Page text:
Ejecting from a jet fighter is never routine. But through the years, engineers have developed all kinds of ways to make it survivable. In the case of the F-8U-1, the early variant that Lt. Col. William Rankin was flying, it was equipped with a Vought Ejection seat. When he pulled the ejection lever at 6pm on July 26th, 1959, the seat operated as expected. But that wasn’t the problem. 

The problem was that he was at 47,000 feet. Humans don’t have enough oxygen to breathe above around 26,000 feet and the ambient static pressure is only about 13% of the air pressure that we experience at ground level. To put it simply, it’s basically unsurvivable to remain at that altitude wearing nothing but a thin flight suit and no pressure suit. Rankin was falling quickly and was instantly hit with rapid onset frostbite to his extremities. His abdomen swelled several times its normal size and he began bleeding from his eyes, ears, nose and mouth.

The temperature change William Rankin experienced was going from 75 degrees Fahrenheit inside the cockpit to an instant -70 degrees Fahrenheit in the sky. The spin that he fell into pulled his limbs outward and the centrifugal force from spinning was too strong to even move his arms or legs. His oxygen mask had been knocked free from his face, so his first order of business was trying to get that back to his mouth and nose to breath from his bail-out oxygen tank. He fell into the storm cloud below and his spinning slowed down enough to reach the oxygen mask, which was the only thing that kept him from experiencing brain-death from lack of oxygen. 

He was free falling into the violent storm, but still alive. The next test would be for him to deploy his chute. The chute deployment worked on barometric pressure and would automatically deploy when Rankin hit 10,000 feet. But he was in a giant cumulonimbus cloud. The barometric pressure was all messed up. So at somewhere between 15 and 20,000 feet, the parachute deployed prematurely. It was good that the chute expanded above him and slowed his descent, but the fact that he was still so high in the air meant that he was subject to the violent storm conditions and winds inside the cloud. And the movement was violent. Instead of falling, the parachute suddenly carried him upward thousands of feet.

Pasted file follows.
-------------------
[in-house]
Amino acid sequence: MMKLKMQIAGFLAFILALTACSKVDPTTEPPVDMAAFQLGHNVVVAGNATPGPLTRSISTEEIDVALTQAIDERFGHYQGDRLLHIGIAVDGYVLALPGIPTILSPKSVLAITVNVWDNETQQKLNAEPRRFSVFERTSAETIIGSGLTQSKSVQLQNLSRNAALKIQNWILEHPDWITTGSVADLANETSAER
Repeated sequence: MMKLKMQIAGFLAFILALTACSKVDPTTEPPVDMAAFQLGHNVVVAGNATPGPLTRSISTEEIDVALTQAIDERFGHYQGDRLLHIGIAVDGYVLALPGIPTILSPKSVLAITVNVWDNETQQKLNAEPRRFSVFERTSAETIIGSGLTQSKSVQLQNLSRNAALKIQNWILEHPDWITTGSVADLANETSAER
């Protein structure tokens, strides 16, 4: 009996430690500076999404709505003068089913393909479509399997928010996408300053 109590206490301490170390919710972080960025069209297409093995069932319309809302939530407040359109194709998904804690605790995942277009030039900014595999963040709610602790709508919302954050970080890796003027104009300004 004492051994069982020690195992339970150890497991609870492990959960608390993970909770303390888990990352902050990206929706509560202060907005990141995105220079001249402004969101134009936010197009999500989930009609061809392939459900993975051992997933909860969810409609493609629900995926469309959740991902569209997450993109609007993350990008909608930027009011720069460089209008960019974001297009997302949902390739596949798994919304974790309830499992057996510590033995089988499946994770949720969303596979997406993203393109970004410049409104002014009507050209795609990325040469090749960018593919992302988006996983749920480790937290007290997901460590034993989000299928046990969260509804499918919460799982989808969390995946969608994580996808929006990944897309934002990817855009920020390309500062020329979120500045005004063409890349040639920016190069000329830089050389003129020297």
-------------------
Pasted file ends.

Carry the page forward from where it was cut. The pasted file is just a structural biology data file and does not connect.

Rankin’s body had been through so much already, and now he found himself vomiting from all of the trauma. He was being violently pelted by baseball-sized hailstones at one point and at another the rain was so thick, he found himself needing to hold his breath just in order to keep from drowning. Lightning began surrounding him. The bolts appeared as bright blue columns of light several feet in diameter. The accompanying thunder shook his body to the core. One lightning bolt was so close, he thought he had been struck and had died.

Finally, Rankin could see the dark ground approaching below him and landed in the forest in North Carolina. He didn’t know it yet, but he had landed in Ahoskie, North Carolina, more than 65 miles from Norfolk, Virginia where he had bailed out. His aircraft crashed in Scotland Neck, North Carolina, 30 miles from where he landed. Bruised, badly frostbitten and covered in welts from hail, Lt. Col. Rankin looked at his watch. It was 6:40pm. In clear conditions, he would have landed somewhere around 5 minutes after he ejected. Rankin had been falling for 40 minutes from the time he ejected.

William Rankin made a full recovery from his harrowing ordeal and went on to continue to have a successful aviation career. He died in 2009 at the age of 89. His story was written in an autobiography he penned in 1960 called “The Man Who Rode the Thunder.”  To this day, he’s only one of two people to survive falling through a cumulonimbus thunder cloud. The internet says it’s true.

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Forgotten history, bizarre tales & facts that seem too strange to be true! Host Michael Kent asks listeners to tell him something strange, bizarre or surprising that they've recently learned and he gets to the bottom of it! Every episode ends by playing a gameshow-style quiz game with a celebrity guest. Part of the WCBE Podcast Experience.